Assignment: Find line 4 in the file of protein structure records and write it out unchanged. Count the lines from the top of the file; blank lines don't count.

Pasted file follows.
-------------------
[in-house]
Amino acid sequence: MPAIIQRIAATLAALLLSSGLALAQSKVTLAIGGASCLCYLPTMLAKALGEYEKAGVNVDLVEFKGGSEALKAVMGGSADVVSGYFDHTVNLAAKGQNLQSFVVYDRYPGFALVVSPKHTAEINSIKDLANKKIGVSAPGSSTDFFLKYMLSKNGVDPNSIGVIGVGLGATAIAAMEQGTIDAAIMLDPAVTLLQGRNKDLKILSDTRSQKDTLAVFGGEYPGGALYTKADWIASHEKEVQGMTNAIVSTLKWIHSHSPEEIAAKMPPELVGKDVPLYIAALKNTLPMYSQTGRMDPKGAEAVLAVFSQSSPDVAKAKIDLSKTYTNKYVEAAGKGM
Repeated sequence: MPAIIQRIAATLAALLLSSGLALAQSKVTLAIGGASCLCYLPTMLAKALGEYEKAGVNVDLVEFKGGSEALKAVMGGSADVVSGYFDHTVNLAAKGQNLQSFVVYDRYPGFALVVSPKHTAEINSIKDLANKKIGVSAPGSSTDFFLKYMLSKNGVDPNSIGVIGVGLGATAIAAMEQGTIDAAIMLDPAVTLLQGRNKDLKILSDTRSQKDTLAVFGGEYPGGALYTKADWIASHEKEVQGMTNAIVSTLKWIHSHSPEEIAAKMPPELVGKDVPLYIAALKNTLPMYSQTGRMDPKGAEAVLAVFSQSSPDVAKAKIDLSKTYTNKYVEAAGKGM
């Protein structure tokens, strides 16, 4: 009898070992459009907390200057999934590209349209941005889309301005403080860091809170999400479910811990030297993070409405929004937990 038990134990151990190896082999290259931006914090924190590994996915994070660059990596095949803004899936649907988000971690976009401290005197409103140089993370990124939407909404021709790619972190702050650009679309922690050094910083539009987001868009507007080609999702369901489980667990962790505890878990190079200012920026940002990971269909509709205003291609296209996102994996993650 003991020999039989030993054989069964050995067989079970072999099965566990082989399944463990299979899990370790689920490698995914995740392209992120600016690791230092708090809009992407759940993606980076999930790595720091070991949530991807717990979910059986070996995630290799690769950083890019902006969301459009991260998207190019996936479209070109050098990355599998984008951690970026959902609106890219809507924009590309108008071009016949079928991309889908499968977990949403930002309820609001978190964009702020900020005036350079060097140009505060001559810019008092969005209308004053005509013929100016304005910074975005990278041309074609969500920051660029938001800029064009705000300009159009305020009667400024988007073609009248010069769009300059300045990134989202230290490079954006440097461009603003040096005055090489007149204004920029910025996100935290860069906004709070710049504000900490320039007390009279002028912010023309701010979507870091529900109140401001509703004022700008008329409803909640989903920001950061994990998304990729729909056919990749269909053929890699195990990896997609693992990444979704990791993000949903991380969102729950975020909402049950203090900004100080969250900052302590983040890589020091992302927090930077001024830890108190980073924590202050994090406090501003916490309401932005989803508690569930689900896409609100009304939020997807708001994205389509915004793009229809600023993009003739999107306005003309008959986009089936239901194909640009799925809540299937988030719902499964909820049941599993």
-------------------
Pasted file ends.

């Protein structure tokens, strides 16, 4: 009898070992459009907390200057999934590209349209941005889309301005403080860091809170999400479910811990030297993070409405929004937990 038990134990151990190896082999290259931006914090924190590994996915994070660059990596095949803004899936649907988000971690976009401290005197409103140089993370990124939407909404021709790619972190702050650009679309922690050094910083539009987001868009507007080609999702369901489980667990962790505890878990190079200012920026940002990971269909509709205003291609296209996102994996993650 003991020999039989030993054989069964050995067989079970072999099965566990082989399944463990299979899990370790689920490698995914995740392209992120600016690791230092708090809009992407759940993606980076999930790595720091070991949530991807717990979910059986070996995630290799690769950083890019902006969301459009991260998207190019996936479209070109050098990355599998984008951690970026959902609106890219809507924009590309108008071009016949079928991309889908499968977990949403930002309820609001978190964009702020900020005036350079060097140009505060001559810019008092969005209308004053005509013929100016304005910074975005990278041309074609969500920051660029938001800029064009705000300009159009305020009667400024988007073609009248010069769009300059300045990134989202230290490079954006440097461009603003040096005055090489007149204004920029910025996100935290860069906004709070710049504000900490320039007390009279002028912010023309701010979507870091529900109140401001509703004022700008008329409803909640989903920001950061994990998304990729729909056919990749269909053929890699195990990896997609693992990444979704990791993000949903991380969102729950975020909402049950203090900004100080969250900052302590983040890589020091992302927090930077001024830890108190980073924590202050994090406090501003916490309401932005989803508690569930689900896409609100009304939020997807708001994205389509915004793009229809600023993009003739999107306005003309008959986009089936239901194909640009799925809540299937988030719902499964909820049941599993």